Now, I am not that modest of a guy. I am not going to mortified if someone sees me naked. And, if it was an attractive women doing the search I might even opt for the search instead of the scan, but I think it will be men groping men and women groping women. I will put up with the indignity of the nude scan because I really am not bothered by my own nudity and if some guy gropes my groin I am not going to freak out.

Many people are however going to be uncomfortable with this. I would bet that nude pics of celebrities will find their way to the Internet. With people being human and technology the way it is, I just do not believe all those nude pictures will be kept secure.

Will this make us more secure? Probably. Is it worth it? That is a judgment call. One should not just assume that because it will make us more secure, that it is worth it. There is a trade off between security and safety, and convenience. As individuals and as a society we have to decide the proper balance. Sometimes the trade off is not worth it.

I remember when the interstate speed limit, in an effort to save gas, was reduced to 55 miles per hour. I didn't like it. I could not drive 55. People objected and the government argued that the lower speed saved X number of lives. The number of lives saved by driving the slower speed limit was simply not worth it as far as I was concerned. Some people find that statement abhorrent but in reality we all accept a certain number of deaths for our own convenience.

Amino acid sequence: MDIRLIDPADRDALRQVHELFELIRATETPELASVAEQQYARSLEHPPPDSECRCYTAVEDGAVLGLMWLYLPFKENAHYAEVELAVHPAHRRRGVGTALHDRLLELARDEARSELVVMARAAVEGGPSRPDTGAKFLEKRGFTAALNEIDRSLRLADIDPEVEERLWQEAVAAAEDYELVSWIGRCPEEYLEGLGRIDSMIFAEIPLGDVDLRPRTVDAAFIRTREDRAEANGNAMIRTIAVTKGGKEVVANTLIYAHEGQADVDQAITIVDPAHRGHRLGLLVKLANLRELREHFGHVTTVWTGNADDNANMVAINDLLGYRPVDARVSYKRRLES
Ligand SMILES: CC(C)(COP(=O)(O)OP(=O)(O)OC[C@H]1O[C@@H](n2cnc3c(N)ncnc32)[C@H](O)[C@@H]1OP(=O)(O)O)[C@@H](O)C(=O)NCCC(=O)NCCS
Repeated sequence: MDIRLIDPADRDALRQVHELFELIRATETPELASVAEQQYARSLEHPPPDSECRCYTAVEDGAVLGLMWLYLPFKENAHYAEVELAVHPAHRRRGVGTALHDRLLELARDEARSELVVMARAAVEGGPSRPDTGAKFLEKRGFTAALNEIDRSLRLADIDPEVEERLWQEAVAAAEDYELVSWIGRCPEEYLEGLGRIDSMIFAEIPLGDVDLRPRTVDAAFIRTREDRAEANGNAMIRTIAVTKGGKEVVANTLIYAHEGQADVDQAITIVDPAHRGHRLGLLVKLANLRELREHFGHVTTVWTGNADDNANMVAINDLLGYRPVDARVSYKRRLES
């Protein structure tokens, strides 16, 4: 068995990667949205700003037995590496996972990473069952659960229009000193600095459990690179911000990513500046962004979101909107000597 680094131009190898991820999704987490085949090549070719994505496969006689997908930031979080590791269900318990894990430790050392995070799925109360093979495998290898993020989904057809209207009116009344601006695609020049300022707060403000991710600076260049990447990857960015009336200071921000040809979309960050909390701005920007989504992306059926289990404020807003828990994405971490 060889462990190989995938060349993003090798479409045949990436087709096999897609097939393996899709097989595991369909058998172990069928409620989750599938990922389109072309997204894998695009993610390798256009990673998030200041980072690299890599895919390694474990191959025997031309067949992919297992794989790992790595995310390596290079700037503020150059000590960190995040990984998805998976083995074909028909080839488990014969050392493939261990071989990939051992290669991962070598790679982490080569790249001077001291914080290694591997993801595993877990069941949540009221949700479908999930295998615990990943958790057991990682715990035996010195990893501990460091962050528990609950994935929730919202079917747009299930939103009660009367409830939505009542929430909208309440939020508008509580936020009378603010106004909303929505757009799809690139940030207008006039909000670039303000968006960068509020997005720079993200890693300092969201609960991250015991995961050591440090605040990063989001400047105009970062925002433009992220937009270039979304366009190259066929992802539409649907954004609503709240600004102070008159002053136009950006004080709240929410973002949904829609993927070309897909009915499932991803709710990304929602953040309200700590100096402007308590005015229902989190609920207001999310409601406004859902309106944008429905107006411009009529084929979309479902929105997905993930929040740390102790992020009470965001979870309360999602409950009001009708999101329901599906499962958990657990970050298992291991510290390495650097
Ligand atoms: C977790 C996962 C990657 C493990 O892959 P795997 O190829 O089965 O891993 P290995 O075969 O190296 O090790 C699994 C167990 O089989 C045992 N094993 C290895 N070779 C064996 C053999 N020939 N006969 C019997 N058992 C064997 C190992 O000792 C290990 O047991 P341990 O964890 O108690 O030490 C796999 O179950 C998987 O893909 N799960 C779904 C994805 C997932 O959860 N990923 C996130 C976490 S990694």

You often hear people say about expenditures for safety or inconveniences for safety, "if it saves just one live it is worth it." I don't think anyone really believe that. It sounds nice, but people don't really believe it. Driving 55 saved lives. Driving 35 would have saved even more. Drive 5 MPH and we could end all highway deaths. What is the magic number at which the additional saved life is not worth it. For me it was 74MPH.

The new security measures will probably make us safer. It we all had full body cavity checks and all flew naked, and could take no baggage with us we would be safer still. Like I said, I am not going to be that bothered by these new regulations but there are still some modest people in this country who are going to be very offended. This is much like the speed limit. The higher level of security may not be worth the cost.

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Sunday, November 14, 2010

Conservative candidates needed to run for Metro Council.

In Metro's 40-member Council there are about 10 "good" council members. One of them, Jim Gotto, got elected to higher office and his seat is an open seat. Some of the good ones, like Robert Duvall, have a target on their back and the liberals are going to do all they can to defeat them. We need to help Robert Duvall and other conservative keep their seat.

Several of the "good" councilmen are term-limited out and unless we have other good candidates to run for those seats, they could be lost to liberals. The good news is that some of the most liberal council member are  also term-limited out of office and those seats could be won by conservative candidates if we have good candidates. Some of the liberal Council Members who are not term-limited out of office could be vulnerable and need to be challenged by strong conservative candidates.

To find out who has already declared for election and to read The Tennessean's take on the August 4th Council race, follow this link.

If you are thinking about running, if you are a conservative, have integrity, care about Nashville, and think you have the skills that would make a good council member , I would like to meet you and share what I know.  I served in the Metro Council for two full terms and part of another term and won an election against overwhelming odds. It does not have to take a lot of money to run for Metro Council if you are willing to work hard. I would be glad to meet with you, give you some advice and connect you to other people who may be able to help you.  Contact me.